And I can tell you what’ll happen.

You know, the oil producing countries and the oil companies will have a conversation. They have a cartel in case you haven’t noticed.

And they’ll drop the price of oil because they figure they’ve done it before, they’ll do it again. They’ll take the political heat off. Everybody will say “Oh, great, did you see how much the gas price has fallen? Oh, we don’t have to worry about this anymore.”

It’s like the old story about how to boil a frog. You drop a frog in boiling water, it jumps right out. You drop it in cold water, you turn the heat up – you’ve got a boiled frog before too long. We have been the boiled frog in this story, for decades.

Well, not on my watch. We are going to get out of that pan and we’re going to be back in charge. And we’re going to show the world what we can do when we put our minds to it.

Wednesday, January 2, 2008

Rep. Markey Blasts New Give Aways from the MMService

The Houston Chronicle reported on this over the holiday:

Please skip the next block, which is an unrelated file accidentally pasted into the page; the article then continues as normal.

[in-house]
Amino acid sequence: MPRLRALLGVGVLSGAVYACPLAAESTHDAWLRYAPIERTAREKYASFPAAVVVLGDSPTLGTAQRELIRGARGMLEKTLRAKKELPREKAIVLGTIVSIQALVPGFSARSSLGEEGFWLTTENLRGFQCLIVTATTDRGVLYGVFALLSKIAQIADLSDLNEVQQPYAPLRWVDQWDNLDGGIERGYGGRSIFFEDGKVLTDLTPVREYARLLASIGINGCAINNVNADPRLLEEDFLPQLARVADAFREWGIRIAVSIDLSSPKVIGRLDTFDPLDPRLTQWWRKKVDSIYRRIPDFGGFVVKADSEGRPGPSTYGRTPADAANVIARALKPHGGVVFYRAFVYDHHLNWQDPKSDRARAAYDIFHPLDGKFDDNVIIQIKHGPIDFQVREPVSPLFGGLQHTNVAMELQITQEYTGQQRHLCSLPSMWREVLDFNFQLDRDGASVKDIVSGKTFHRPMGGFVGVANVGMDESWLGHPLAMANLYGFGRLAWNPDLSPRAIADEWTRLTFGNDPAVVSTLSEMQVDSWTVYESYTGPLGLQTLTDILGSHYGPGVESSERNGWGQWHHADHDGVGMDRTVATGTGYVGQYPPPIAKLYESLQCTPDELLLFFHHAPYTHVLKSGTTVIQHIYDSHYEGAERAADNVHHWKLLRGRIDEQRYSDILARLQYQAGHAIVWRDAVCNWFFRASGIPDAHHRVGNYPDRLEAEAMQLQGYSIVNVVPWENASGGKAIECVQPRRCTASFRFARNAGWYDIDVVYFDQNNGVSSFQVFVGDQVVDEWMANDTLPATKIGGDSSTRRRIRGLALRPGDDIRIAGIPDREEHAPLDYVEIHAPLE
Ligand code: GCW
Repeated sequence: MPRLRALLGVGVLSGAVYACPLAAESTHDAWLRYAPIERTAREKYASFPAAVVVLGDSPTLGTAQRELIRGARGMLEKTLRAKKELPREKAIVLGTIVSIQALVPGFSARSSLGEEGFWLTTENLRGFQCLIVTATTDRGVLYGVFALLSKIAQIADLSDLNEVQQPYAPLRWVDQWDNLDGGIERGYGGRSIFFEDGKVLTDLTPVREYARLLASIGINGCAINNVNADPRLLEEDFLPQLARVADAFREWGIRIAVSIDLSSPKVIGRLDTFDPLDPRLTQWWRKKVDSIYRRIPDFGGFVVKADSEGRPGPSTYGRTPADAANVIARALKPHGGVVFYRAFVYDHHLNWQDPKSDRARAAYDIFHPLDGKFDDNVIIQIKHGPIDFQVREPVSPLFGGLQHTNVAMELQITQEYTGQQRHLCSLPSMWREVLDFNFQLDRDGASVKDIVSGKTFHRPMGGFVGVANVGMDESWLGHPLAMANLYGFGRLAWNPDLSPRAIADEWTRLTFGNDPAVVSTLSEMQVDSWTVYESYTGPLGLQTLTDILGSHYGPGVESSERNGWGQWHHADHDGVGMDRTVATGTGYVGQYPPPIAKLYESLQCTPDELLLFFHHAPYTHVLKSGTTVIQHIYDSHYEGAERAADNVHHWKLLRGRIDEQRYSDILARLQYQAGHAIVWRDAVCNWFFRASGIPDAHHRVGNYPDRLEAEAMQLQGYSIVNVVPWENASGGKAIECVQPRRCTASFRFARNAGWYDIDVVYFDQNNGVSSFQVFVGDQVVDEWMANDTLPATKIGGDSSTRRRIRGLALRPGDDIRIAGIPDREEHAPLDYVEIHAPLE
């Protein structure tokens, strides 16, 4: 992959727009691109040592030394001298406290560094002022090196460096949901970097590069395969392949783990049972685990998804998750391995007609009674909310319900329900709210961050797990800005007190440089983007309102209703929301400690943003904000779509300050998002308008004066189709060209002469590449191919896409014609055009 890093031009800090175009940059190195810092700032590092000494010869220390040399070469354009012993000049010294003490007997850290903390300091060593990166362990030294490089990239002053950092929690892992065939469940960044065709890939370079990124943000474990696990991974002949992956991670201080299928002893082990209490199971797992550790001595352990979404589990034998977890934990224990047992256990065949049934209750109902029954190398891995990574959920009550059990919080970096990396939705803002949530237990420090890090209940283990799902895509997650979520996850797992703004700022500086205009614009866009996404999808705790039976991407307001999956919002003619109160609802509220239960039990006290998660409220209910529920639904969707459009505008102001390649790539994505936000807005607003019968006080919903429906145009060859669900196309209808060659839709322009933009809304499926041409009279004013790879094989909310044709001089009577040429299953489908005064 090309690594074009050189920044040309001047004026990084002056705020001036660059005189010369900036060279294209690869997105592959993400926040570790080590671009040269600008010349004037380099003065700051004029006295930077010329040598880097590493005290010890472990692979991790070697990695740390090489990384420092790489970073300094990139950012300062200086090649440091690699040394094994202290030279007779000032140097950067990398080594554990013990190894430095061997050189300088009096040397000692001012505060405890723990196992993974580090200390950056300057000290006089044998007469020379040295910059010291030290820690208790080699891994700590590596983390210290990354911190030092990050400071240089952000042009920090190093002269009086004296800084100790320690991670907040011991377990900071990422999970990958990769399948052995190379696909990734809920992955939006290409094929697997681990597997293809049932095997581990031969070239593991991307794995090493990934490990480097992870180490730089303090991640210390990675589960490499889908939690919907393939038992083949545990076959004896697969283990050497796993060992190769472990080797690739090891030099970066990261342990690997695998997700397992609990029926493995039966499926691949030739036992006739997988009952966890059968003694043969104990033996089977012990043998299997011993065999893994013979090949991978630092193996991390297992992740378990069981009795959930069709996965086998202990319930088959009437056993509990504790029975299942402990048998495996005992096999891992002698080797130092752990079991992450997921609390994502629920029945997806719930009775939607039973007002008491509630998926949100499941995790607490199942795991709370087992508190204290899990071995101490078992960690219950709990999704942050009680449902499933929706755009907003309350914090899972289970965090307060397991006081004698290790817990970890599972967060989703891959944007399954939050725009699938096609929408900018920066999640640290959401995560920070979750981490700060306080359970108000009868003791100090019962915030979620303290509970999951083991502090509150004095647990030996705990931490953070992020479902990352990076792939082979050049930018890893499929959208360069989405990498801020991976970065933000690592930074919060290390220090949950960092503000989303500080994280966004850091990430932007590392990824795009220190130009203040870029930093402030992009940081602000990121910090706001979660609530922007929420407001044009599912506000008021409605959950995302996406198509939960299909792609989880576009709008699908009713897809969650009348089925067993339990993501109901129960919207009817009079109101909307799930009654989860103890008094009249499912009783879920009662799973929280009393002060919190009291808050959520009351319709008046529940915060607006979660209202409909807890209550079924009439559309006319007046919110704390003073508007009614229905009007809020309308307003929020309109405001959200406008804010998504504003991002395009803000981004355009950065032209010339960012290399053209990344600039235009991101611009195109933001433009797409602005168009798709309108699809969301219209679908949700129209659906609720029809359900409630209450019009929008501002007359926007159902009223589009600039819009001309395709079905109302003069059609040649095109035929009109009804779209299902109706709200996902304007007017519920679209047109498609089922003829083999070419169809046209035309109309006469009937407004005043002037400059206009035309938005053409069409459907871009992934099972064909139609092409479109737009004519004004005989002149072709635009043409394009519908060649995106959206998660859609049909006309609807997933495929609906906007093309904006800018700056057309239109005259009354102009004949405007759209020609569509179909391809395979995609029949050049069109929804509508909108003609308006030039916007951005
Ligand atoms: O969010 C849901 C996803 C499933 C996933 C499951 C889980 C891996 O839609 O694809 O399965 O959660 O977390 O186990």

A rule change proposed by the U.S. Interior Department could cost taxpayers $10 billion in lost royalty payments from oil and natural gas companies, a lawmaker says.

"The Bush administration couldn't leave town for the holidays without giving one last taxpayer-funded gift to Big Oil," Rep. Edward Markey, D-Mass., said Friday in a statement. The total loss in revenue would be over 26 years, according to the statement.

The Minerals Management Service, which oversees royalty payments for the Interior Department, issued a proposed rule Friday that it said would conform payments for leases in the Outer Continental Shelf to a 2004 federal court ruling.

The court found leases couldn't be excluded from royalty relief if they were part of a field that was producing before the 1995 act went into effect. That legislation offered relief from royalty payments for companies drilling in deep waters of the Gulf of Mexico in an effort to spur development.

The rule is open for public comment until Feb. 19.

The rule change is unrelated to an Oct. 30 court ruling the department lost to Kerr-McGee, a subsidiary of Anadarko Petroleum Corp.